He recalled a teenage client who was struggling with depression that didn’t consider his use of pornography or masturbation wrong.

“He didn’t have any thought that that behavior was contributing to his depression,” Bryant said. “Living lives immorally has a psychological impact — we don’t even attach this sinful behavior to our emotional experiences.”

Bryant said Family Strategies has thousands of success stories of people who’ve been able to turn their lives around, and he’s seen it in his own practice, such as when he counsels couples.

“They come in and,” through therapy, “the Lord does His work by making aware to them that this behavior is destroying their lives.”

Loss of respect for women

Catholic author and blogger Leila Miller pointed to the acceptance of contraception, which came about during that same era, as leading to more disrespect for women, just as the pope predicted.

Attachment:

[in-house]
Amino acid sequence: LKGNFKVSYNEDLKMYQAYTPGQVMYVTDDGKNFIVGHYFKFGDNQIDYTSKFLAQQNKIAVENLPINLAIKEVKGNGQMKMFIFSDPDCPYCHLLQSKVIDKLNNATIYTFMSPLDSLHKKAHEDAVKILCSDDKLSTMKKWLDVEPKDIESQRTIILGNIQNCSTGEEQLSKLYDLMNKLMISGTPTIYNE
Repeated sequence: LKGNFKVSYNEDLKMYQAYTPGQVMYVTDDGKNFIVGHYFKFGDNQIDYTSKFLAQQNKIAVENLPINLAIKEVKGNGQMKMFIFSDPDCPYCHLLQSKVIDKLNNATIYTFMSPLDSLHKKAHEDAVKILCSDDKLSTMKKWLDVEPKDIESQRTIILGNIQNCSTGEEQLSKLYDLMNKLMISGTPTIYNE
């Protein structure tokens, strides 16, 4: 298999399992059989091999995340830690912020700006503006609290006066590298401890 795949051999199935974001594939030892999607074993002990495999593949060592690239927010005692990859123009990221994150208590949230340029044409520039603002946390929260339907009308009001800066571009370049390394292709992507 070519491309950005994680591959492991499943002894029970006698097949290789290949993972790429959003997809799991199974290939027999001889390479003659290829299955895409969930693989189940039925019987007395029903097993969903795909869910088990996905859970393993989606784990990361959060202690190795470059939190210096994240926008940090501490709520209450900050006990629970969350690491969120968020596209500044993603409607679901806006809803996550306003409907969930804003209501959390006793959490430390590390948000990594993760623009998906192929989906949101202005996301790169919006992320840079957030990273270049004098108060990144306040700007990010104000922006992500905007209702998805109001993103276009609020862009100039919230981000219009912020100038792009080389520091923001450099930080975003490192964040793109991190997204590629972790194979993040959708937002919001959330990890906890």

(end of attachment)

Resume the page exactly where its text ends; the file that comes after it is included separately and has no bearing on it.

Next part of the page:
“You always had a small segment of men that were going to objectify women anyway, but now we have a much larger group of men who are objectifying women,” Miller said. At the same time, she said, women are also objectifying themselves by not respecting their own bodies.

“Making a woman objectively sterile and barren so that she can be used at will for sexual pleasure can’t ever in any way increase respect, care and love for a woman. It can only turn her into an object,” Miller said. Women then begin to look at themselves differently too. “They open themselves up to be used by men and see that as completely normal because that’s what society says.”

At a time in which many laud the organic and natural and eschew the artificial, the irony that altering a woman’s body chemistry with drugs and implanting devices to thwart or abort pregnancy is not lost on Miller.